Shakespeare restored: or, A specimen of many errors, as well commited, and unamended, by Mr. Pope in his late edition of this poet (Google eBook)

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Printed for R. Francklin, J. Woodman and D. Lyon, and C. Davis, 1726 - Drama - 194 pages
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Page 45 - I could a tale unfold whose lightest word Would harrow up thy soul, freeze thy young blood, Make thy two eyes, like stars, start from their...
Page 17 - God! How weary, stale, flat, and unprofitable, Seem to me all the uses of this world! Fie on't! Ah, fie! 'tis an unweeded garden, That grows to seed; things rank and gross in nature Possess it merely.
Page 182 - Dost thou come here to whine ? To outface me with leaping in her grave ? Be buried quick with her, and so will I : And, if thou prate of mountains, let them throw Millions of acres on us, till our ground, Singeing his pate against the burning zone, Make Ossa like a wart ! Nay, an thou'lt mouth, I'll rant as well as thou.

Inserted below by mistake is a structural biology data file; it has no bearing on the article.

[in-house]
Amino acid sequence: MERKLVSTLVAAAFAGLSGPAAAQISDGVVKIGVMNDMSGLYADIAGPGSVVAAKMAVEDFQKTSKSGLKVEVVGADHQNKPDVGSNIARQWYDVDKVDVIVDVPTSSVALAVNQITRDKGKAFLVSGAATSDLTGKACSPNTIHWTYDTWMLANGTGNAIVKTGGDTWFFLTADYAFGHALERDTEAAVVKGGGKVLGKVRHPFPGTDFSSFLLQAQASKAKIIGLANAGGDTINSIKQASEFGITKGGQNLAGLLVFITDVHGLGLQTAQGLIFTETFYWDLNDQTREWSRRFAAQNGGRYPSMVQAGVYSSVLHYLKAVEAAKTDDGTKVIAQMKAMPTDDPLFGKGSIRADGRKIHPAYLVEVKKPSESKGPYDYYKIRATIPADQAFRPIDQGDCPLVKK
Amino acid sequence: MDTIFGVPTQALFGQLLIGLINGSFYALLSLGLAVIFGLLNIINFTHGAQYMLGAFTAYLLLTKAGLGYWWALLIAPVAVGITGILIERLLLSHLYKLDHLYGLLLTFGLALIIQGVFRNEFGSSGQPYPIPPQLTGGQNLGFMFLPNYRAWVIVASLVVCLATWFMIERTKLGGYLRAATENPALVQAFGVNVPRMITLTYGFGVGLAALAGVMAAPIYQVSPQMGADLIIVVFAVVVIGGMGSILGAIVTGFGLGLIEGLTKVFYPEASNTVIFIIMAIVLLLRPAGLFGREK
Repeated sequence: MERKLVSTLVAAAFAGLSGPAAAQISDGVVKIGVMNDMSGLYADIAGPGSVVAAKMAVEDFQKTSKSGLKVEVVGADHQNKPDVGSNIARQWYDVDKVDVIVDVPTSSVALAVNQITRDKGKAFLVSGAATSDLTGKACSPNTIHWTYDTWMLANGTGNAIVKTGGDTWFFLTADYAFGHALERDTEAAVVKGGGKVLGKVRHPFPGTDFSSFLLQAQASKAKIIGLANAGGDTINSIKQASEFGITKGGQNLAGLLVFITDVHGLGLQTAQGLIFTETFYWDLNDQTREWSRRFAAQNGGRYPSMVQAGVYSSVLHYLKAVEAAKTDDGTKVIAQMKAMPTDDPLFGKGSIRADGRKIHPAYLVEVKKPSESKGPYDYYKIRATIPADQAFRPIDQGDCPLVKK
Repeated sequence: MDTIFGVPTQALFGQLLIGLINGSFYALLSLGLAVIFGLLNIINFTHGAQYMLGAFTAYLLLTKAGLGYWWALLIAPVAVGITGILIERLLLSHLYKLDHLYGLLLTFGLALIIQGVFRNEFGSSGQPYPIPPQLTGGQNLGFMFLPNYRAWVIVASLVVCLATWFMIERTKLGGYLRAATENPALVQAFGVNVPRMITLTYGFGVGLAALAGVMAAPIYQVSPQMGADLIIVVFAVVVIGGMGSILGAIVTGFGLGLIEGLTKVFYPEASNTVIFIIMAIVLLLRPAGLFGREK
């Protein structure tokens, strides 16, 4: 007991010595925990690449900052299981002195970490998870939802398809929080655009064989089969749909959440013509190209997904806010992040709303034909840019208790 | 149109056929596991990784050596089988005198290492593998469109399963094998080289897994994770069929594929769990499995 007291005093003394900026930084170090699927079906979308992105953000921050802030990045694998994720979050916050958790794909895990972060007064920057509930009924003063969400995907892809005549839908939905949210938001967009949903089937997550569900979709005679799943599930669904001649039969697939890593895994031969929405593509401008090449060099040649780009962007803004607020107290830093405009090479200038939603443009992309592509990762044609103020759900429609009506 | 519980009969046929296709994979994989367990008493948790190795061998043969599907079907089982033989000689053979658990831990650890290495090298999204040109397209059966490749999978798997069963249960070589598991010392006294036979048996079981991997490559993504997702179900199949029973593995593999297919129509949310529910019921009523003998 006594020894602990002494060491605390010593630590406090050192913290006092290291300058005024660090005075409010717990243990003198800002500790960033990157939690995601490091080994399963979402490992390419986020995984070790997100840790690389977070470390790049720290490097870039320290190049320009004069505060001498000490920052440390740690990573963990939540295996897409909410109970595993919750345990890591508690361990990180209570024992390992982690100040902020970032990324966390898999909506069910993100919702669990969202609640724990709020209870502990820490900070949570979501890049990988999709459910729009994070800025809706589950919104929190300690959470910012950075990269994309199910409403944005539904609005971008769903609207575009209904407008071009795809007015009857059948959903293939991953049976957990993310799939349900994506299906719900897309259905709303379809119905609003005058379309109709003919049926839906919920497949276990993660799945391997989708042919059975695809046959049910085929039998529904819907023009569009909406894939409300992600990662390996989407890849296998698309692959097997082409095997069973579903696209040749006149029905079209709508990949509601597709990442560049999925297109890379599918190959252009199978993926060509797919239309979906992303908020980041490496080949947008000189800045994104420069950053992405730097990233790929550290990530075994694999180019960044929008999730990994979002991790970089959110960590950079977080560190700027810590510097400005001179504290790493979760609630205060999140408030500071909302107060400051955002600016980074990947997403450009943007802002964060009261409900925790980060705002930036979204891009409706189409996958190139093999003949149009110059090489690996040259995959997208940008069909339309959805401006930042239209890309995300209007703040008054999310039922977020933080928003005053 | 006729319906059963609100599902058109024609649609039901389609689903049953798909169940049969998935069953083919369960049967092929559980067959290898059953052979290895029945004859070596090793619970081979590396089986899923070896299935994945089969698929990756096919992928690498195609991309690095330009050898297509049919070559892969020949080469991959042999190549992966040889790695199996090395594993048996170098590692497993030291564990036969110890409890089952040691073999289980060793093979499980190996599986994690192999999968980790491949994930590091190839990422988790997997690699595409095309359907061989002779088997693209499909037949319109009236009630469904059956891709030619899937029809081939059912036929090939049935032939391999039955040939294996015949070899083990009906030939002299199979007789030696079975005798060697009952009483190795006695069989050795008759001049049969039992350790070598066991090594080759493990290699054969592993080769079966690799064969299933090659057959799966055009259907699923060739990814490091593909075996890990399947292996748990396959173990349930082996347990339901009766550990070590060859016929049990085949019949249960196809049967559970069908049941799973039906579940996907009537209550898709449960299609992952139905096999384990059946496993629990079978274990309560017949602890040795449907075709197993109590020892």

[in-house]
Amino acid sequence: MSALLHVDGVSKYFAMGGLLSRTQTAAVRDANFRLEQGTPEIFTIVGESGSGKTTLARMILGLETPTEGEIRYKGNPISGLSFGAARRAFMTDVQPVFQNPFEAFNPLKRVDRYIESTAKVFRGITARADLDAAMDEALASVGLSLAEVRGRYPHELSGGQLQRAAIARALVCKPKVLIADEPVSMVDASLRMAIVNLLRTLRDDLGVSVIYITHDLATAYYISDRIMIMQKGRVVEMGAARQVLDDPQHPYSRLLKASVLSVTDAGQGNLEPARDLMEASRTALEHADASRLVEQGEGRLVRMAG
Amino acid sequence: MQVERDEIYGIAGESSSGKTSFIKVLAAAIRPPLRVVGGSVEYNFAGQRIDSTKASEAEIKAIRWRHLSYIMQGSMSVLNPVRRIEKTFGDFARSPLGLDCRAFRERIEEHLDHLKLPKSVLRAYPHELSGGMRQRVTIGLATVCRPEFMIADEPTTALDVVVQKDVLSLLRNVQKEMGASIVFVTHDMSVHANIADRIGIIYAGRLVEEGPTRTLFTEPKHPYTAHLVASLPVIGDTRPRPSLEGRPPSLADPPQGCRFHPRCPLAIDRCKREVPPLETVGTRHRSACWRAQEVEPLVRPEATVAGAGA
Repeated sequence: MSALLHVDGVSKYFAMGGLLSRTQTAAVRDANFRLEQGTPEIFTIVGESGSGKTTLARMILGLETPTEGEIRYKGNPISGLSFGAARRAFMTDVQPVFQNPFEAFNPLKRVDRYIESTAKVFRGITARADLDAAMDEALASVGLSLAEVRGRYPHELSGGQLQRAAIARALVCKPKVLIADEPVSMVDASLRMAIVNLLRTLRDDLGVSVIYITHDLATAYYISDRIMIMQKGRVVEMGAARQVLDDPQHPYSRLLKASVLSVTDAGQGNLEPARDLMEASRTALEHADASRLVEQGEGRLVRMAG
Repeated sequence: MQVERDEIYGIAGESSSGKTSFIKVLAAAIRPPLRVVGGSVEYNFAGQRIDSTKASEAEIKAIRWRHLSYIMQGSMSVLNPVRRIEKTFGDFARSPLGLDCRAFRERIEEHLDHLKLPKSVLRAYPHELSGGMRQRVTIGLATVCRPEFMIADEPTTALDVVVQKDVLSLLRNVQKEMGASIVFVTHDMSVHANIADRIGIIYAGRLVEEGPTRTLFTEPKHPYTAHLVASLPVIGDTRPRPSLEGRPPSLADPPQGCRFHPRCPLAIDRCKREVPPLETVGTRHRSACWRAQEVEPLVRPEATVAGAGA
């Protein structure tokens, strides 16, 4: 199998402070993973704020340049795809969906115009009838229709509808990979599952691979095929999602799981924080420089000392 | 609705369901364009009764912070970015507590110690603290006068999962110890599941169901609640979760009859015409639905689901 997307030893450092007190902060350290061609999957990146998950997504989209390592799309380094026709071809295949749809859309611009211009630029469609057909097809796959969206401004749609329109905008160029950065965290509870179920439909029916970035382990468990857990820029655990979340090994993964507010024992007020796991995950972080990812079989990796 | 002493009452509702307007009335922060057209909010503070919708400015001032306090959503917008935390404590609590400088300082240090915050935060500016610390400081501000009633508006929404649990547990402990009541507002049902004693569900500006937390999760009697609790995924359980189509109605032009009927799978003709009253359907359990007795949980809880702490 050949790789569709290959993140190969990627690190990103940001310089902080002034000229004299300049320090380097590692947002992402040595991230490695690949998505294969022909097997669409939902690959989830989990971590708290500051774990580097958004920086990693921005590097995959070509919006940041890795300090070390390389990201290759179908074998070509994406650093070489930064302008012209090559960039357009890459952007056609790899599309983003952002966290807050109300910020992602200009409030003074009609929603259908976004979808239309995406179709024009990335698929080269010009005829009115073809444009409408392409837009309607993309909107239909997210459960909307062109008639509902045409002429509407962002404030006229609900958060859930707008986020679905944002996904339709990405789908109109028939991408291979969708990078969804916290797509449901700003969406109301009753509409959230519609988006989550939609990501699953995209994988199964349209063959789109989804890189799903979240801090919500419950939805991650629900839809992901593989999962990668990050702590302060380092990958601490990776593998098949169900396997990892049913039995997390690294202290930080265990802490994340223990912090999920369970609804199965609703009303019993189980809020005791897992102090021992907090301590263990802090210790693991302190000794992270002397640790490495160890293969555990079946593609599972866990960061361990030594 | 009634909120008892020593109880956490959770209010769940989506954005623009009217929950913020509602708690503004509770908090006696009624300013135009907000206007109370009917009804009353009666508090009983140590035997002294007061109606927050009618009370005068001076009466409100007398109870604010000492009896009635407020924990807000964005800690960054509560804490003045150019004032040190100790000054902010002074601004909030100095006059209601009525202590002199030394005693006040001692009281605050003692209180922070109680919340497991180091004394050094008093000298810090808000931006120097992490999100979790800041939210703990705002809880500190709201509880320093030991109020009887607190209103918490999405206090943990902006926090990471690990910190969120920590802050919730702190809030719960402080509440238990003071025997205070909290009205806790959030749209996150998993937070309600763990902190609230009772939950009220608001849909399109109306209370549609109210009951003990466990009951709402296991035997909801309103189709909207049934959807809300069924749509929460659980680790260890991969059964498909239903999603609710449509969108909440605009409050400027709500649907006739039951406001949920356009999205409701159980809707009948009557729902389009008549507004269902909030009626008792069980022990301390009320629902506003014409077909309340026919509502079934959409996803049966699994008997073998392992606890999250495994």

Page 30 - That for some vicious mole of nature in them, As, in their birth— wherein they are not guilty, Since nature cannot choose his origin— By the o'ergrowth of some complexion, Oft breaking down the pales and forts of reason...
Page 102 - ... between penetration and felicity, he hits upon that particular point on which the bent of each argument turns or the force of each motive depends.
Page 50 - Haste me to know it ; that I, with wings as swift As meditation, or the thoughts of love, May sweep to my revenge.
Page 126 - Why, man, they did make love to this employment; They are not near my conscience ; their defeat Does by their own insinuation grow : Tis dangerous, when the baser nature comes Between the pass and fell incensed points Of mighty opposites.
Page 82 - Ham. To be, or not to be : that is the queftion— — — Whether 'tis nobler in the mind, to fuffer The flings and arrows of outragious fortune j Or to take arms againft a fea of troubles, * And by oppofing end them.
Page 19 - That it should come to this ! But two months dead ! nay, not so much, not two! So excellent a King ! that was, to this, Hyperion to a satyr : so loving to my mother, That he might not let e'en the winds of Heaven Visit her face too roughly. Heaven and earth...

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